Wednesday, 6 June 2018

June-Claude Van Damme: A.W.O.L: Absent Without Leave (1990)

AKA Lionheart.

If there's one thing that Jean-Claude Van Damme loves more than kicking people in the face it's kicking people in the face for the sake of helping out others. He has played a lot of characters through the years who were hunting down bad guys, but he's also often played someone who ends up fighting to help a loved one/family member. A.W.O.L. (as I will be calling it, it's all I remember from the VHS box years ago) falls into the latter category, and it succeeds because it's so unabashedly sweet and emotionally manipulative. That, and the fact that it features plenty of enjoyable fight scenes.

JCVD plays Lyon, a soldier who goes AWOL when he hears about the death of his brother, leaving one woman a widow and one little girl without a father. His brother's widow doesn't really want his help, at least not initially, which is a bit of a pain in the ass, because Lyon is being pursued by military folk who want to drag him back, and he's also quickly made a name, and some money, for himself in an underground fight club scene. His body is being put through the wringer, but it will all be worth it if he can stick around long enough to earn one big final payout.

Apparently based on an earlier screenplay by S. N. Warren (his only film credit, from what I could see), this has been crafted into a perfect star vehicle by the lead and director Sheldon Lettich. It's obvious that both men are savvy about how to appeal to a wide demographic here. The fights feel slicker, with more moments in which the lack of actual contact seems obvious, than in Van Damme's earlier movies, the story allows for moments when people can have actual feelings, and the leading man shows his butt.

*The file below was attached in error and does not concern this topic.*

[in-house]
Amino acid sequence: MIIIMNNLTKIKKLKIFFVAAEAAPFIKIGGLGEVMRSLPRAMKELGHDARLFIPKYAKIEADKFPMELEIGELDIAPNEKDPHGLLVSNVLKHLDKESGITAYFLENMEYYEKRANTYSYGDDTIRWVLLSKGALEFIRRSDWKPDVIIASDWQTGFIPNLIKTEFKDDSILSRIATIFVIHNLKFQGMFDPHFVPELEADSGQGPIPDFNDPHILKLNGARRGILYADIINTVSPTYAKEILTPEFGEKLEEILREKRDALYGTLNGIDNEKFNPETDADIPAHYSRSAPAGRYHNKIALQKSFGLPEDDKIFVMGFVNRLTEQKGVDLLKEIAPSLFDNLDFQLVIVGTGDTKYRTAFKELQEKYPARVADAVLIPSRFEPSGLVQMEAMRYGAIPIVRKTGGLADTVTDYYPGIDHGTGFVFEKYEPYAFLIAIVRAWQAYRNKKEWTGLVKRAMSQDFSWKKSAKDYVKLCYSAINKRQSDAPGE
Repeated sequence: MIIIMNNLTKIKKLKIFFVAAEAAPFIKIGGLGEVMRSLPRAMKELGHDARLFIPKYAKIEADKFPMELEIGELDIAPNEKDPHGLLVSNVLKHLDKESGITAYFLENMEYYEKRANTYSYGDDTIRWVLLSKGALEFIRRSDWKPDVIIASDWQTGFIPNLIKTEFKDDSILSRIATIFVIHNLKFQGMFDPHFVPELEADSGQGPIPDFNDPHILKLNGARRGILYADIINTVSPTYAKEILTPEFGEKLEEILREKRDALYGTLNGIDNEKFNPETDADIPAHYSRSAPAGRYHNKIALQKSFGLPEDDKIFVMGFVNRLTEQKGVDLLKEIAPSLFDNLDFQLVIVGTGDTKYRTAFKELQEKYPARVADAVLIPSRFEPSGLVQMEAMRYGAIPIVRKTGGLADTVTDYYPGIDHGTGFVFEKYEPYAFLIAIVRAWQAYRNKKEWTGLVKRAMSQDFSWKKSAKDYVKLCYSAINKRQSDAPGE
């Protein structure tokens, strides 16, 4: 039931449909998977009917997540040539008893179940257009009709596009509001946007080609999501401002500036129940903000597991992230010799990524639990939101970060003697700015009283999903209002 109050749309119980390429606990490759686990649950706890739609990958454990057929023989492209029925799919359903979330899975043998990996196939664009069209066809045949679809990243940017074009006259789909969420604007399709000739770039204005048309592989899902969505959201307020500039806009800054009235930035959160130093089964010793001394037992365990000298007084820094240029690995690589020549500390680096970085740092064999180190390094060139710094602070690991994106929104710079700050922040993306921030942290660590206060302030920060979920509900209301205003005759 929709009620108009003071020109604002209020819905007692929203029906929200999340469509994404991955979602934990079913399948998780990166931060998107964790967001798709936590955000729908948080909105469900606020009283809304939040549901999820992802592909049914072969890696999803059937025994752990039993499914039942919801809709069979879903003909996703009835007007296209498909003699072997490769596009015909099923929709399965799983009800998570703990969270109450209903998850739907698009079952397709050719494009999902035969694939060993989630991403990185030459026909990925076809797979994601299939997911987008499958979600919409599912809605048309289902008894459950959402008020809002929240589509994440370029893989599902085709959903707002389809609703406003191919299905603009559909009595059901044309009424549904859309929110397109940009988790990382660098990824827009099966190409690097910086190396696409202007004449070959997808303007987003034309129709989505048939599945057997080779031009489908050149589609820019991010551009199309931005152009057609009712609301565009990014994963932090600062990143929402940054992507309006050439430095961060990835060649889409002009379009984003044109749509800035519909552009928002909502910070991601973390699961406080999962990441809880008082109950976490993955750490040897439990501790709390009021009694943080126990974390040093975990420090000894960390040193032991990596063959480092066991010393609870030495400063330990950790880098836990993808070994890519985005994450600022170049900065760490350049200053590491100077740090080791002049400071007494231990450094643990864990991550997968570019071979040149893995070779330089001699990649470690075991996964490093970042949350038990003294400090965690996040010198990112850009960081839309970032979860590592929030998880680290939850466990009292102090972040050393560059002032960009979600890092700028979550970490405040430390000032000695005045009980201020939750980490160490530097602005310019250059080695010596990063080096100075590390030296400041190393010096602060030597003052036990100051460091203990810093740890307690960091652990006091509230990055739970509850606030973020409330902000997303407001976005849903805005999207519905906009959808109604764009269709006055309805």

Acting is as you'd expect, certainly from Van Damme, who once again offsets his limitations by playing someone almost naively good-natured. Harrison Page is a good "sidekick", playing a man who helps out Lyon while also seeing the chance to make some decent money, Deborah Rennard is enjoyably cool and powerful as Cynthia, the woman in charge of the fights, and Brian Thompson is always a welcome presence, even if he's sorely wasted in his role (seriously, you get Brian Thompson in an action movie and don't really throw him into the actual action?).

My memory may be hazy here, I was a teenager and have never spent my days trying to "take the temperature" of the state of the movie business, but this movie felt like the final push that turned Van Damme into an action star for both male and female viewers. It has a lot of elements that were already in place - his martial arts skills, his looks, his good guy roles - but it packaged everything in a more appealing way, with a dash of everything to make it a great choice for a date night movie.

And, you know what, it's STILL a great choice.


There's a blu available here.
Americans can get a special edition here.

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